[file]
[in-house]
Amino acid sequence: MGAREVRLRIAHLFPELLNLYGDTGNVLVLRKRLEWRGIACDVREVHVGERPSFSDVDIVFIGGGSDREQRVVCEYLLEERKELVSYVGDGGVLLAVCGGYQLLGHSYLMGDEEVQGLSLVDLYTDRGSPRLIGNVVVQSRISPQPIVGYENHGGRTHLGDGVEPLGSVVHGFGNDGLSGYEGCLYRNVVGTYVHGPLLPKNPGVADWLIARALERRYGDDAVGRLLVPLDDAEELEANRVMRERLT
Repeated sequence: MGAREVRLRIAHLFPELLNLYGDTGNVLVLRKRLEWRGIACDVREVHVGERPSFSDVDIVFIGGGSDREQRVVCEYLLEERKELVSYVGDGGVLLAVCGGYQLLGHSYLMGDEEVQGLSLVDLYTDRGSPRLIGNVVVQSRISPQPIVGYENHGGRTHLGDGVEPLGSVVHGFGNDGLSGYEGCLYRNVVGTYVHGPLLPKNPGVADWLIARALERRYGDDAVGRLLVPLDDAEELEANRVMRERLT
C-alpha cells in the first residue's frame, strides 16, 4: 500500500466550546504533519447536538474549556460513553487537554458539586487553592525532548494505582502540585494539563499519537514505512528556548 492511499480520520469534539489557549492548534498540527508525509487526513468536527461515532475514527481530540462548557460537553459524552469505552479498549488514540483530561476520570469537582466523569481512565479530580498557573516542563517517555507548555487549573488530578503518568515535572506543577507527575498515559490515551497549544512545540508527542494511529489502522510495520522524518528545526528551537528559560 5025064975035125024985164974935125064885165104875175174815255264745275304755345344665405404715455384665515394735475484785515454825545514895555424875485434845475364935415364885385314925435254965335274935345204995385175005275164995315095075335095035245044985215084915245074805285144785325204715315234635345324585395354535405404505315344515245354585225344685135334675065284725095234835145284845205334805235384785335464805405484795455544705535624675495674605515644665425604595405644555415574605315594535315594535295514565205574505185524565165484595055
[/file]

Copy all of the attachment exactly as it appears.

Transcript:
[in-house]
Amino acid sequence: MGAREVRLRIAHLFPELLNLYGDTGNVLVLRKRLEWRGIACDVREVHVGERPSFSDVDIVFIGGGSDREQRVVCEYLLEERKELVSYVGDGGVLLAVCGGYQLLGHSYLMGDEEVQGLSLVDLYTDRGSPRLIGNVVVQSRISPQPIVGYENHGGRTHLGDGVEPLGSVVHGFGNDGLSGYEGCLYRNVVGTYVHGPLLPKNPGVADWLIARALERRYGDDAVGRLLVPLDDAEELEANRVMRERLT
Repeated sequence: MGAREVRLRIAHLFPELLNLYGDTGNVLVLRKRLEWRGIACDVREVHVGERPSFSDVDIVFIGGGSDREQRVVCEYLLEERKELVSYVGDGGVLLAVCGGYQLLGHSYLMGDEEVQGLSLVDLYTDRGSPRLIGNVVVQSRISPQPIVGYENHGGRTHLGDGVEPLGSVVHGFGNDGLSGYEGCLYRNVVGTYVHGPLLPKNPGVADWLIARALERRYGDDAVGRLLVPLDDAEELEANRVMRERLT
C-alpha cells in the first residue's frame, strides 16, 4: 500500500466550546504533519447536538474549556460513553487537554458539586487553592525532548494505582502540585494539563499519537514505512528556548 492511499480520520469534539489557549492548534498540527508525509487526513468536527461515532475514527481530540462548557460537553459524552469505552479498549488514540483530561476520570469537582466523569481512565479530580498557573516542563517517555507548555487549573488530578503518568515535572506543577507527575498515559490515551497549544512545540508527542494511529489502522510495520522524518528545526528551537528559560 5025064975035125024985164974935125064885165104875175174815255264745275304755345344665405404715455384665515394735475484785515454825545514895555424875485434845475364935415364885385314925435254965335274935345204995385175005275164995315095075335095035245044985215084915245074805285144785325204715315234635345324585395354535405404505315344515245354585225344685135334675065284725095234835145284845205334805235384785335464805405484795455544705535624675495674605515644665425604595405644555415574605315594535315594535295514565205574505185524565165484595055